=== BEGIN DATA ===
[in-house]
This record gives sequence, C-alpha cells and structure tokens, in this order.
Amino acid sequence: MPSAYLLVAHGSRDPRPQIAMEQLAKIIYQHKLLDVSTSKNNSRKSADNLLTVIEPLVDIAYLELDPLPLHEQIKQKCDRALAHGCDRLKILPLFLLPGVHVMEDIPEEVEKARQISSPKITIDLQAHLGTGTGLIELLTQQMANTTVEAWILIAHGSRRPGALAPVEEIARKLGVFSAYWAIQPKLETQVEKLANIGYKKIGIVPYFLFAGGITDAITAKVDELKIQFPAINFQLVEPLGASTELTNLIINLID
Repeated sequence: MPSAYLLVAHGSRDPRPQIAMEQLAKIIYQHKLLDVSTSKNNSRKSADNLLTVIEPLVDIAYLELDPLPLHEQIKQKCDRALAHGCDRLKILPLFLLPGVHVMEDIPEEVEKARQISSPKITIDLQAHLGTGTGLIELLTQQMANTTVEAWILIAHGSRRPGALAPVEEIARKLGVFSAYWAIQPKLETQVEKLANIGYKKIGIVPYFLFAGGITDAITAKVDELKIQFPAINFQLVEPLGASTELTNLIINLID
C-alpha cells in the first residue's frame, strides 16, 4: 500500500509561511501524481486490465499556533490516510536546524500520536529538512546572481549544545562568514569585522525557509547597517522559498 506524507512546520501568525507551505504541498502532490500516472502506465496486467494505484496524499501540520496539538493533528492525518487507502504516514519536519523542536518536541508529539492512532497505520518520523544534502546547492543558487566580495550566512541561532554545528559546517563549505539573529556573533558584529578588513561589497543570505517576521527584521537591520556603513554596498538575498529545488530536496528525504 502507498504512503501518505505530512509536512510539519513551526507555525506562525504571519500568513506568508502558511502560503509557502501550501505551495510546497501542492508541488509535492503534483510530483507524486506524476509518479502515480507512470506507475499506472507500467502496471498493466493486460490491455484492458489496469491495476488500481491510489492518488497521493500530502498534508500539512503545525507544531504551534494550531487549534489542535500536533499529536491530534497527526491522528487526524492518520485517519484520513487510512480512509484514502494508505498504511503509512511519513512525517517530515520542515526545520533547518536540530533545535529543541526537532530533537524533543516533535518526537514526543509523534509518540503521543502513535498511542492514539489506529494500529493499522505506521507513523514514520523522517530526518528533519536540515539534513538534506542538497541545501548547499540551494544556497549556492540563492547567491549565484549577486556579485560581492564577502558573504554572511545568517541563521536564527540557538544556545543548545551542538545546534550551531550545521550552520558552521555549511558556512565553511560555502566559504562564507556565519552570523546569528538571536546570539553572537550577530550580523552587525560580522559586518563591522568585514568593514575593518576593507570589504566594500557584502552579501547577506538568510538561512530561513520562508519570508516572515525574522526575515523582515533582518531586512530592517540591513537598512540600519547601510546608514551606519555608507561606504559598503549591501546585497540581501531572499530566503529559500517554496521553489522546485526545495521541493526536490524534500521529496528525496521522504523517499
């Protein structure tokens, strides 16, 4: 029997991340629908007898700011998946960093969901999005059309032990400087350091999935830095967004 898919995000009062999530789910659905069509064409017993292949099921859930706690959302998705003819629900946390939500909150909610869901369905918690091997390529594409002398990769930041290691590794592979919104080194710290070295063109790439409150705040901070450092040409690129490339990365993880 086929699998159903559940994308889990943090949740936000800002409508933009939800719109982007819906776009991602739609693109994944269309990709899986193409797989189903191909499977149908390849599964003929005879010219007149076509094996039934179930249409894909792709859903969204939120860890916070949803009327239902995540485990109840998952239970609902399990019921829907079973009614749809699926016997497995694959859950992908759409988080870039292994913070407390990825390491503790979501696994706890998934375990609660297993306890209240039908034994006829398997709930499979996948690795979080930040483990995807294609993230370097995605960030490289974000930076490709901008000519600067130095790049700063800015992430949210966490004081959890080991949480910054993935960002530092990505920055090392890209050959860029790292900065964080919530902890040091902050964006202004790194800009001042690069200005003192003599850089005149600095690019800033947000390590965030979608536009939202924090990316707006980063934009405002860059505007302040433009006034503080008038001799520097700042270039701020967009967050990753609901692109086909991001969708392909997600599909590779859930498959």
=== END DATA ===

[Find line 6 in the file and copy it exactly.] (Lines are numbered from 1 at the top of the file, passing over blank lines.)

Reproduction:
């Protein structure tokens, strides 16, 4: 029997991340629908007898700011998946960093969901999005059309032990400087350091999935830095967004 898919995000009062999530789910659905069509064409017993292949099921859930706690959302998705003819629900946390939500909150909610869901369905918690091997390529594409002398990769930041290691590794592979919104080194710290070295063109790439409150705040901070450092040409690129490339990365993880 086929699998159903559940994308889990943090949740936000800002409508933009939800719109982007819906776009991602739609693109994944269309990709899986193409797989189903191909499977149908390849599964003929005879010219007149076509094996039934179930249409894909792709859903969204939120860890916070949803009327239902995540485990109840998952239970609902399990019921829907079973009614749809699926016997497995694959859950992908759409988080870039292994913070407390990825390491503790979501696994706890998934375990609660297993306890209240039908034994006829398997709930499979996948690795979080930040483990995807294609993230370097995605960030490289974000930076490709901008000519600067130095790049700063800015992430949210966490004081959890080991949480910054993935960002530092990505920055090392890209050959860029790292900065964080919530902890040091902050964006202004790194800009001042690069200005003192003599850089005149600095690019800033947000390590965030979608536009939202924090990316707006980063934009405002860059505007302040433009006034503080008038001799520097700042270039701020967009967050990753609901692109086909991001969708392909997600599909590779859930498959």